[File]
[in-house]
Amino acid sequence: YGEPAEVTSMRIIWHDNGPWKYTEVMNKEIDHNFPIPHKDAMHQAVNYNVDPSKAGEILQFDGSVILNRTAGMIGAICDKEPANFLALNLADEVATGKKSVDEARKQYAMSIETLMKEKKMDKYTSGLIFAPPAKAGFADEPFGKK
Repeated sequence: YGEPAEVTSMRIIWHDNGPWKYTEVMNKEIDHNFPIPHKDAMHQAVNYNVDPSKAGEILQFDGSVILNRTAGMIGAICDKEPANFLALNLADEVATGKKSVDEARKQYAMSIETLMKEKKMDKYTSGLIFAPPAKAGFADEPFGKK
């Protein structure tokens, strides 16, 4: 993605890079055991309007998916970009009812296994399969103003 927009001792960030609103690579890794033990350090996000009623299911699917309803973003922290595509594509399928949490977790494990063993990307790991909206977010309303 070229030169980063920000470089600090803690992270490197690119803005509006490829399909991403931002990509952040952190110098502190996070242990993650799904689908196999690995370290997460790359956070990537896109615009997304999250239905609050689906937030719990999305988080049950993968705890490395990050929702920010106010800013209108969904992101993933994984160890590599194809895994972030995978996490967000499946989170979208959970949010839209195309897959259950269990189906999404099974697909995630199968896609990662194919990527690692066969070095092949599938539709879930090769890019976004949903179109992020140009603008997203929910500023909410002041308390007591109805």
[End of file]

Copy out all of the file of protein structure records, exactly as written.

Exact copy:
[in-house]
Amino acid sequence: YGEPAEVTSMRIIWHDNGPWKYTEVMNKEIDHNFPIPHKDAMHQAVNYNVDPSKAGEILQFDGSVILNRTAGMIGAICDKEPANFLALNLADEVATGKKSVDEARKQYAMSIETLMKEKKMDKYTSGLIFAPPAKAGFADEPFGKK
Repeated sequence: YGEPAEVTSMRIIWHDNGPWKYTEVMNKEIDHNFPIPHKDAMHQAVNYNVDPSKAGEILQFDGSVILNRTAGMIGAICDKEPANFLALNLADEVATGKKSVDEARKQYAMSIETLMKEKKMDKYTSGLIFAPPAKAGFADEPFGKK
């Protein structure tokens, strides 16, 4: 993605890079055991309007998916970009009812296994399969103003 927009001792960030609103690579890794033990350090996000009623299911699917309803973003922290595509594509399928949490977790494990063993990307790991909206977010309303 070229030169980063920000470089600090803690992270490197690119803005509006490829399909991403931002990509952040952190110098502190996070242990993650799904689908196999690995370290997460790359956070990537896109615009997304999250239905609050689906937030719990999305988080049950993968705890490395990050929702920010106010800013209108969904992101993933994984160890590599194809895994972030995978996490967000499946989170979208959970949010839209195309897959259950269990189906999404099974697909995630199968896609990662194919990527690692066969070095092949599938539709879930090769890019976004949903179109992020140009603008997203929910500023909410002041308390007591109805």